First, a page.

The second time you would run the script, the functions would already exist in the global scope and the rollout would "see" them even before they were reevaluated.
Moving the functions to the beginning of the script made them "visible" at the time of rollout evaluation.

This is because MAXScript first evaluates, then executes.
In other words, when you press Ctrl+E or when Max loads and evaluates a new script from disk, MAXscript looks at every variable name and its value. If a variable name does not exist it is assumed to be UNDEFINED. If you are referencing to a non-existent variable, it is implictly created as local if inside some scope, or as global if at top-level.

When the rollout is first evaluated, the function variables do not exist so they are assumed to be undefined in the local scope. Later the functions are defined implicitly as global, but the rollout references its local variables with the same names which still contain undefined.

When the rollout handlers are called at run-time, MAXScript does not go looking for the functions again as it has already collected the values during the evaluation phase. So it complains that it expected a function but got undefined - it sees the implicitly local version of the variables and not the global functions.

Your options are either to define the functions before they have been referenced in a rollout or another function (as you did already), or to explicitly DECLARE variables so that MAXScript can reserve memory for them during the evaluation phase.

For example, if you would declare 'replacing' and 'controllerzuweisen' as global (or local, if working in a local scope) variables before the rollout AND before the function defintions, the rollout will encounter the variable name references in its handlers when evaluating, go looking for these variables and will find them as pre-declared albeit still containing undefined. The rollout will store a pointer to the memory address of these variables and keep on evaluating. When the functions are finally defined after the rollout, they will ALSO look for existing names in the respective scopes and will also find the pre-declared variables. They will store the function definitions AT THE SAME MEMORY the rollout is pointing at. So when you press a button at run-time, the rollout handler will suddenly find a valid function at the previously stored memory location and not undefined, and will go on happily!...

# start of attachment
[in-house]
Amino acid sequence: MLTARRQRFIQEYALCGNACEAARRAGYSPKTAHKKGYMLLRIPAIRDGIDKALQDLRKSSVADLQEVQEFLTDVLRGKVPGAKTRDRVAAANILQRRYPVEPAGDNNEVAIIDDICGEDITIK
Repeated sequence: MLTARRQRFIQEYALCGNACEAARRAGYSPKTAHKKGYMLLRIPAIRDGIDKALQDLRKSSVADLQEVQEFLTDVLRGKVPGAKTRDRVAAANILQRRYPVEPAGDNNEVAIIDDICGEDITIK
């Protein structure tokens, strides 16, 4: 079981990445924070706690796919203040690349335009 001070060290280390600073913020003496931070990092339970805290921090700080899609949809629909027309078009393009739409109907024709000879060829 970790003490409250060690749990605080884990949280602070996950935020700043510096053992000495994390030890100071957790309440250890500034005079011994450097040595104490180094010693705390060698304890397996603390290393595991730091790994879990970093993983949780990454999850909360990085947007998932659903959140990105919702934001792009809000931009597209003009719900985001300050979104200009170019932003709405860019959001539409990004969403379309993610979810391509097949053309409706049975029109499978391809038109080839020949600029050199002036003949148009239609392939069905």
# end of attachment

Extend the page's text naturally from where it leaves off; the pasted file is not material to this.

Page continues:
02 February 2006, 01:07 PM
Wow, that was really helpful. I totally understand now. Thanks for clearing that up.
Daniel :thumbsup:

02 February 2006, 02:32 PM
Always declare functions before you use them like this

global FW_IterationsMany
global FW_IterationsAuto
global FW_ObjectNameCurrent
global FW_IterationsAll

If you have functions in a Struct you also must declare the functions before they are used like this:

struct Testing
--Function Init
fn IniSetParentName =(), fn IniSetCategory=(), fn IniLoad=(), fn IniSave=(),
fn Init=(), fn SetGroupClass=(), fn SetProgramClass=(), fn SetOpen=(), fn SetRollout=(), fn Open=(), fn SetFold=(), fn GetFold=(), fn SetSize=(), fn GetSize=(),
fn SetSizeArray=(), fn GetSizeArray=(), fn CheckSnap=(),

--Now you can write the functions
fn Init=
--Write the code.
--Write the other functions

Normally the cleanest way to write programs is probably to build objects, (structs) with collections of functions. That way you won't have a zillion global variables.